|Melting point 44 °C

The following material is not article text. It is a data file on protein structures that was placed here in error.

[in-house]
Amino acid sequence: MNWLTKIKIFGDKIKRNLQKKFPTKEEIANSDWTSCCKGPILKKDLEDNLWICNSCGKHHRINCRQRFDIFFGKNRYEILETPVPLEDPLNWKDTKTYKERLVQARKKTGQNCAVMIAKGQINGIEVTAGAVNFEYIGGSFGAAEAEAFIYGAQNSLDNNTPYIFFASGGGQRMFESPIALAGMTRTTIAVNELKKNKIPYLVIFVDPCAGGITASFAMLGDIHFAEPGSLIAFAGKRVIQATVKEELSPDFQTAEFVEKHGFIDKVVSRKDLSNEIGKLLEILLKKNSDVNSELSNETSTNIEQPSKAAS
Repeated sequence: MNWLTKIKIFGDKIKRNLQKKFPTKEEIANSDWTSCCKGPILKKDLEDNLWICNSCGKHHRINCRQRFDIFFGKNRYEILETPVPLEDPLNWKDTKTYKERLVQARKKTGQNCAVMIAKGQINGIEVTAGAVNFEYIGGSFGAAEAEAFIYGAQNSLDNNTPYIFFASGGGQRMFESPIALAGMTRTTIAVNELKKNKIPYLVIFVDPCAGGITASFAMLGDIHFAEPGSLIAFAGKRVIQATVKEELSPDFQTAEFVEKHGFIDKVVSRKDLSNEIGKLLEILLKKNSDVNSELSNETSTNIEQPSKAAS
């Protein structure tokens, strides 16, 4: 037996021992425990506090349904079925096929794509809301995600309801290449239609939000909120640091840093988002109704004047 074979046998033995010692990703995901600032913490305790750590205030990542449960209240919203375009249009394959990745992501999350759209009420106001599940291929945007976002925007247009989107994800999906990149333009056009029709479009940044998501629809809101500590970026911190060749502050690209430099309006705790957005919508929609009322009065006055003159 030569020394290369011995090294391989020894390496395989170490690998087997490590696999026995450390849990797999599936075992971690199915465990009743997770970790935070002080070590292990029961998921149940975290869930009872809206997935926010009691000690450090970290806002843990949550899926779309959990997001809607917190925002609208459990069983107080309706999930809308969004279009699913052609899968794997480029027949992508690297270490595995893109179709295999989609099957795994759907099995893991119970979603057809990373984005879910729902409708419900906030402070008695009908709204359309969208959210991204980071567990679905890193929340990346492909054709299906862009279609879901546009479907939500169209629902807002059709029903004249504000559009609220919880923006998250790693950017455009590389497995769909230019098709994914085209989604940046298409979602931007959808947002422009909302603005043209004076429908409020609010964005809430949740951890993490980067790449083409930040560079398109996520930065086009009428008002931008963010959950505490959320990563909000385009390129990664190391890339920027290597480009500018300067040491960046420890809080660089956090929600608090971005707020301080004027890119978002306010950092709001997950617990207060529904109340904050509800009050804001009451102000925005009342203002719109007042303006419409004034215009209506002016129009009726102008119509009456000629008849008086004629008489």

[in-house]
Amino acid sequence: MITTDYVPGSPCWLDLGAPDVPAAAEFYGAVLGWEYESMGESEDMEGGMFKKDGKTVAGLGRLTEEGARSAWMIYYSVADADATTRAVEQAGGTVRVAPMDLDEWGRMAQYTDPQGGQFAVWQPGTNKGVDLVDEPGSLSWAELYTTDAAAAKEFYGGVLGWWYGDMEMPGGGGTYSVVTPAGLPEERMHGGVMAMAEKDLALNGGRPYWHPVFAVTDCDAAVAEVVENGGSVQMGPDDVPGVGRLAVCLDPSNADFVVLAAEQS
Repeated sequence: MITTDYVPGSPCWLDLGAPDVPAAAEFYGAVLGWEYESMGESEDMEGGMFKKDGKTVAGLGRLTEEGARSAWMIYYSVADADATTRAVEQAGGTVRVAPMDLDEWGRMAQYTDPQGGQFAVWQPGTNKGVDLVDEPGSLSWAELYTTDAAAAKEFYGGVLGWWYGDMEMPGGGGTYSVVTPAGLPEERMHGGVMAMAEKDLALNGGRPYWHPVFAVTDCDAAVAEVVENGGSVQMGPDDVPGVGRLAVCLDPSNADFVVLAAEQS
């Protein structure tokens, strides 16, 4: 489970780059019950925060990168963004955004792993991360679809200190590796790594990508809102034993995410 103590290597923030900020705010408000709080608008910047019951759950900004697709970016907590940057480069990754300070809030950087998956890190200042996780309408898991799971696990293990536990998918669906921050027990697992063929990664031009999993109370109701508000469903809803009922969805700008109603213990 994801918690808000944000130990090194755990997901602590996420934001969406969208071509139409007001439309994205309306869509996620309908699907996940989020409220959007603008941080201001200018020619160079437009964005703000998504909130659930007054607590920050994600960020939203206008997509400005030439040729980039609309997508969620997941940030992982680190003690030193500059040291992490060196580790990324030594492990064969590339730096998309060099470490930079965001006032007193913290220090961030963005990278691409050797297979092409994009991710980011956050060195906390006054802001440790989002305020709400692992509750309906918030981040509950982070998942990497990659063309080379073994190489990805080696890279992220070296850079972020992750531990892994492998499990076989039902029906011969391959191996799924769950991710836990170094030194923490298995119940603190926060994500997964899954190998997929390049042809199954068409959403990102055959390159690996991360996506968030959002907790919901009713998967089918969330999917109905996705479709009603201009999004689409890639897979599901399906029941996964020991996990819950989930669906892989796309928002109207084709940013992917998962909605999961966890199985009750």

Is usually regarded as a steel parasite, as P produces pronounced primary segregation on solidification of the melt and the possibility of secondary segregation in solid state due to the pronounced restriction of the γ-phase. As a result of the relatively low rate of diffusion, both in the α- and in the γ- crystal, segregation which has occurred can only be corrected with difficulty. As it is hardly possible to achieve homogeneous distribution of the P, an attempt is made to keep the P content very low and accordingly, with high grade steels, to strive for an upper limit of 0.03-0.05%. The extent of segregation cannot be determined with certainty. Even in the smallest quantities, P increases proneness to temper embrittlement. P embrittlement increases with the rise in C content, with rising hardening temperature, with grain size and with decrease of the ratio of reduction by forging. Embrittlement occurs as cold shortness and sensitivity to impact stress (tendency to brittle fracture). In low alloy structural steels with C contents of about 0.1%, P increases strength and corrosion resistance to atmospheric effects. Cu assists the improvement in corrosion resistance (rust resistant steels). In austenitic Cr-Ni steels, additions of P can cause increases in yield point and achieve precipitation effects.